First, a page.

It's an interesting point. Companies like FB and Google can bring low cost tech to more people because of how their business model works, but that same business model inherently involves more intrusion into privacy.

    I think it's good both Apple and Google exist. I'm glad that Google can offer its services to people who can't afford to pay Apple's prices, but I'm also glad that I can choose to pay those prices and not surrender my personal data to Google.
  21. JWiLL1988 macrumors member

    Sep 14, 2017
    NO ONE is obligated to make something so that you can afford it
  22. Kaibelf, Jun 4, 2018
    Last edited by a moderator: Jun 4, 2018

    Kaibelf macrumors 68020


    Apr 29, 2009
    Silicon Valley, CA
    Something tells me you don’t know what hypocrisy means.
  23. Somian macrumors member


    Feb 15, 2011
    Cupertino, CA
    iOS should have a native integration with the Pavlok and zap you when you play too much clicker heroes :D
  24. ThisIsNotMe Suspended

    Aug 11, 2008
    I am not political.
    Launched homosexual pride watch bands/faces.
  25. asiga, Jun 4, 2018
    Last edited: Jun 4, 2018

    asiga macrumors 6502a

    Nov 4, 2012
    The user privacy has nothing to do with what Tim Cook is saying. Protecting the user privacy implies giving us the power to avoid that none of our data is sent through apps. But the whole of the current Apple business is about our data and the “big data” trend, so Tim Cook will keep pretending that not collaborating with the FBI in crime investigation and the hypocritical disabling of these “like” buttons means something for our privacy. No, that doesn’t have anything to do with privacy. To begin with, one of the first steps in respecting our privacy is letting us choose to stay in former iOS versions that collect less data from us. But Apple business depends on services from our data... so please, Tim shut up because you are not being honest.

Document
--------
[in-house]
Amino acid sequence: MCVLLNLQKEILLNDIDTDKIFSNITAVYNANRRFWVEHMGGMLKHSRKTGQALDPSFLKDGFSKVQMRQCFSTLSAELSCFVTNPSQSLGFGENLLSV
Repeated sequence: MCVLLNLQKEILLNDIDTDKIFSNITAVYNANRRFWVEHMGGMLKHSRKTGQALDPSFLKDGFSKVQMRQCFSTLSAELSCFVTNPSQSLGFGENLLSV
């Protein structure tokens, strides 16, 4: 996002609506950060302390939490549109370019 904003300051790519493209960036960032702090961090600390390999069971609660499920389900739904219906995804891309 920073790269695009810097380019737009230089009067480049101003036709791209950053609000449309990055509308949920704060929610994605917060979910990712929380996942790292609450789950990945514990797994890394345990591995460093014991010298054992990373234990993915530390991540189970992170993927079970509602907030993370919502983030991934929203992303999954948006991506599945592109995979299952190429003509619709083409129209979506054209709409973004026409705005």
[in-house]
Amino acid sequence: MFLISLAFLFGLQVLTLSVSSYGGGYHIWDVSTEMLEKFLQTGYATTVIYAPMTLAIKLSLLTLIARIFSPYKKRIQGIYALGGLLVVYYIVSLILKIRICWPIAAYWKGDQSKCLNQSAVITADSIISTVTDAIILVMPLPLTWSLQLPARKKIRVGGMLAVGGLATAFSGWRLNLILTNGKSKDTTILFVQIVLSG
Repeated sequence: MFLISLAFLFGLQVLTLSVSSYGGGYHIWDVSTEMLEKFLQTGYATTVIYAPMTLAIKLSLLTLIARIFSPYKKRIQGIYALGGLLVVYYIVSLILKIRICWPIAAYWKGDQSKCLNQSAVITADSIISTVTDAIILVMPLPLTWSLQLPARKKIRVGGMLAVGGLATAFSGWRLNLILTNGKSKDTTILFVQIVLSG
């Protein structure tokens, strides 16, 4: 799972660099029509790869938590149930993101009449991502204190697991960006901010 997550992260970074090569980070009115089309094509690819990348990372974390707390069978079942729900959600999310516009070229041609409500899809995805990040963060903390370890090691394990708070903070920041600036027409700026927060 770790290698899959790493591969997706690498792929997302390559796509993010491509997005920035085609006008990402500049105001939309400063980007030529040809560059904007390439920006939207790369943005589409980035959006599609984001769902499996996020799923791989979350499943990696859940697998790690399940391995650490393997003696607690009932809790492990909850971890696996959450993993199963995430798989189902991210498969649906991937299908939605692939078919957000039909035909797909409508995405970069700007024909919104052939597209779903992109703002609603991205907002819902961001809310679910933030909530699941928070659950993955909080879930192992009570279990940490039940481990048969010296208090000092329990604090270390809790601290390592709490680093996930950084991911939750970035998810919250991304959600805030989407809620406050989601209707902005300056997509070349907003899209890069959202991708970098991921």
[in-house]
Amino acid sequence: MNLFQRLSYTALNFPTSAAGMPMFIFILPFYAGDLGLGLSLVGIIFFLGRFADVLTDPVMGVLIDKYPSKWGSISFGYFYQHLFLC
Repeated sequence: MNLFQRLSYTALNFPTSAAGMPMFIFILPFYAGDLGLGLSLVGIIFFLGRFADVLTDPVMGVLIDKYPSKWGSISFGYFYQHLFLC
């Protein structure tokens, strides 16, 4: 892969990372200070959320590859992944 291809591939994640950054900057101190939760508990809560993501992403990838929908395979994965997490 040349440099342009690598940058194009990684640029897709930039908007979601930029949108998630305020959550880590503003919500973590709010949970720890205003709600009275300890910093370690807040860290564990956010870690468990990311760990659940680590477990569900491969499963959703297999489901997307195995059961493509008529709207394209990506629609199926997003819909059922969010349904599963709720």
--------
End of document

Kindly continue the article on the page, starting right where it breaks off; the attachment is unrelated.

The day you give to iOS the same degree of user freedom that old OSX versions had, the day you stop those nagging pop ups that later you use for pretending that 95% of users want your updates, and the day when iOS lets the user completely stop collecting any data -yes, even locally in the device- (and stop deciding when I have a new memory... please Apple memories are mine, not decided by the Photos app), then when that day comes, you’ll be able to talk about protecting the user privacy.